The Morning Report
Get the news and information you need to take on the day.
Mayor Bob Filner gave his first State of the City speech last night and it was the first exercise in translating the array of promises he made in the campaign into an actual vision for the city.
He acknowledged major budget challenges and knocked predecessors for failing to protect the city’s future.
You can watch the speech here.
• We rounded up reaction to the speech. For instance, there was a reminder from a veteran of many speeches that Filner’s move to give our community awards during the speech was not a new thing.
The twitterati was out in force, as local political types, journalists and would-be pundits snarked and commented throughout the speech. You can read everything people said here (I suggested that referring to the reputation of “Father Joe” as a “Hustler Priest” was a bit awkward).
• KPBS gathered reaction from other city leaders.
Sidewalk Repair Stories Flood In
On the social media site reddit yesterday, a person reacted to our recent post by sharing the ugly “fix” the city made of a sidewalk after the resident asked the city for help with it.
Liam Dillon reports that he’s been flooded with feedback since the post. How’s your sidewalk? What have you figured out about what it will take to fix it? Email Liam.
Big Trouble for SD Hospice After Whistling Past Graveyard
Hospice care isn’t supposed to last for long. It’s designed to help terminally ill people die with dignity and as much comfort as possible in the spiritual, emotional and physical realms.
But what if hospice patients linger? Medicare, which pays for most hospice services, says only those with six months left to live are eligible for care.
But the feds didn’t press hospices to follow the regulations. San Diego Hospice ignored the rules in some cases, letting patients get services for years without proper documentation. Now it’s paying the price. Hundreds have been laid off, the patient load has plummeted, and its future is in jeopardy.
I examined the troubles at the hospice and puts them into national perspective.
FYI: an independent news organization called Kaiser Health News (unrelated to Kaiser Permanente) commissioned this story, and it appears on our site through special arrangement.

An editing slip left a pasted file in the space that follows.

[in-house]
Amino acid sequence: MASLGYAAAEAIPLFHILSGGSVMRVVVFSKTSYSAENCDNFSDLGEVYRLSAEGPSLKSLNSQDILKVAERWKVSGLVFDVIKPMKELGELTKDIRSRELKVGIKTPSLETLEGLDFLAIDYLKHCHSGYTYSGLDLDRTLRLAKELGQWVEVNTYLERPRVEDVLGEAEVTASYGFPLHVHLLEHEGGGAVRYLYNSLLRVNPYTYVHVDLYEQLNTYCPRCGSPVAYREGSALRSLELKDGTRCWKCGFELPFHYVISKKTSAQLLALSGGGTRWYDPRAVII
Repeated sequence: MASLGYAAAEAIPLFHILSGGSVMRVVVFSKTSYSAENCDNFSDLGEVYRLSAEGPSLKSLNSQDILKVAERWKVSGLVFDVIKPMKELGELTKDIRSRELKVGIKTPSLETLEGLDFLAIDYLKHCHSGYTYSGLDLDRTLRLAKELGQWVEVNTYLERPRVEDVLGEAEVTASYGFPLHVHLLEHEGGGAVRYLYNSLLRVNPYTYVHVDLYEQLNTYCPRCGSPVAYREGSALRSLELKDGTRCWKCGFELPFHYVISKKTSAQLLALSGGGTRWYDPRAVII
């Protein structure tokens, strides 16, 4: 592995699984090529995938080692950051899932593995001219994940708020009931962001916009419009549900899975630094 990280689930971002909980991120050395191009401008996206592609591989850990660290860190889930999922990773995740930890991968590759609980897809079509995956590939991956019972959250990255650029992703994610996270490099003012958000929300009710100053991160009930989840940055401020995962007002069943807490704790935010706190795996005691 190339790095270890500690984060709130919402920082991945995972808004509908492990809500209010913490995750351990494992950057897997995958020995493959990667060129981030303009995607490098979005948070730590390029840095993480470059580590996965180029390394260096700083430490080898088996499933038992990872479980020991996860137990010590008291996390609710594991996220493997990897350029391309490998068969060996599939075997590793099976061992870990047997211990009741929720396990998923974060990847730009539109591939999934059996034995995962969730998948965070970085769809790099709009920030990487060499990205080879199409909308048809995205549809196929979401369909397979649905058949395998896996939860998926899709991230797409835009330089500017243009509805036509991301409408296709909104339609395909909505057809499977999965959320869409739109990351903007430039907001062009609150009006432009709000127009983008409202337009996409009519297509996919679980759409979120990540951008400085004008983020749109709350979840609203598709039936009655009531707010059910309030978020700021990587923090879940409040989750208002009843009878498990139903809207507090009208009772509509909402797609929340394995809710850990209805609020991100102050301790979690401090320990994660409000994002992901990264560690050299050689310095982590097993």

Through Tags, the Japanese Internment Brought to Life
The Culture Report, our weekly exploration of all things artistic and cultural, offers links to stories about a traveling exhibit that uses tags to illustrate the human cost of Japanese internment during World War II, performances that will feature puppets on the beach and acting in cars, concrete couches (which may produce some ouches) and more.
Letter: Protect Our Cross-Border Relationship
In letters, Mark Cafferty, president and CEO of the San Diego Regional Economic Development Corporation, writes that it’s important for our international region to thrive: “the further development and expansion of the border is vital to our ongoing competitiveness and success.”
Despite GOP Failures, County Is ‘Model’
The local Republican Party had one of its worst years ever last November, losing a bunch of high-profile races. Still, a former legislator who wants to run the state party told a local audience that the county GOP is a model for a “Republican Renaissance” in the state, adding that its local operation is the “gold standard.” (Patch.com)
Quick News Hits
• The U-T says there’s more at stake in the mammoth corruption prosecutions in South Bay than the futures of a slew of current and former education officials: “For [District Attorney Bonnie] Dumanis and the DA’s public integrity unit, the case represents an opportunity to regain credibility by taking on 15 defendants in an area that’s the political stronghold of Chula Vista Councilman Steve Castaneda — whose unsuccessful prosecution in 2008 was an embarrassing misstep for the office.”
• Chargers.com offered an “exclusive” interview with the team’s new head coach. (Wow! Bet they had to send him flowers and everything.) Inevitably, mockery on Twitter ensued.
• Filner did report in his speech that the Chargers not only won’t be exercising their right to leave San Diego this year but also that they haven’t taken steps to apply to move to Los Angeles. These were the steps the NFL outlined.
• The Del Mar City Council unanimously opposed gun shows at the Del Mar Fairgrounds, the U-T reports. But the fairgrounds don’t plan to change anything regarding four annual gun shows.
• A graphic artist has put together a tongue-in-cheek map of San Diego that’s gone viral.
• In a San Diego Free Press commentary, my former journalism professor Bob Dorn writes that he’s not pleased, not at all, by the local media’s negative coverage of Mayor Bob Filner. VOSD takes a few hits, as do I.
The commentary’s arguments don’t hold up, in my humble but always-correct opinion. But the headline is a keeper: “Filner Farts at the Cotillion.”
• A “hot” San Diego neighborhood is drawing national attention: it appears in second place in a list of “Real Estate Neighborhoods To Watch In 2013” compiled by the brokerage company Redfin. In this enviable enclave, inventory is way down, sales volume is up a lot, and prices have grown by 21 percent since a year ago.
“With good schools and amazing shopping nearby,” a real estate agent brags, it’s “going to be the next up and coming big mover on home sales.”
What’s this great place? Eastlake? Carmel Valley? Rancho Bernardo?
Nope. It’s Mira Mesa.
Last night, I drove out there to take a look around. But you know that pesky stoplight at I-805 and Mira Mesa Boulevard? I’m still waiting for the red light to change this morning.
Some things never change.
Please contact Randy Dotinga directly at firstname.lastname@example.org and follow him on Twitter: twitter.com/rdotinga.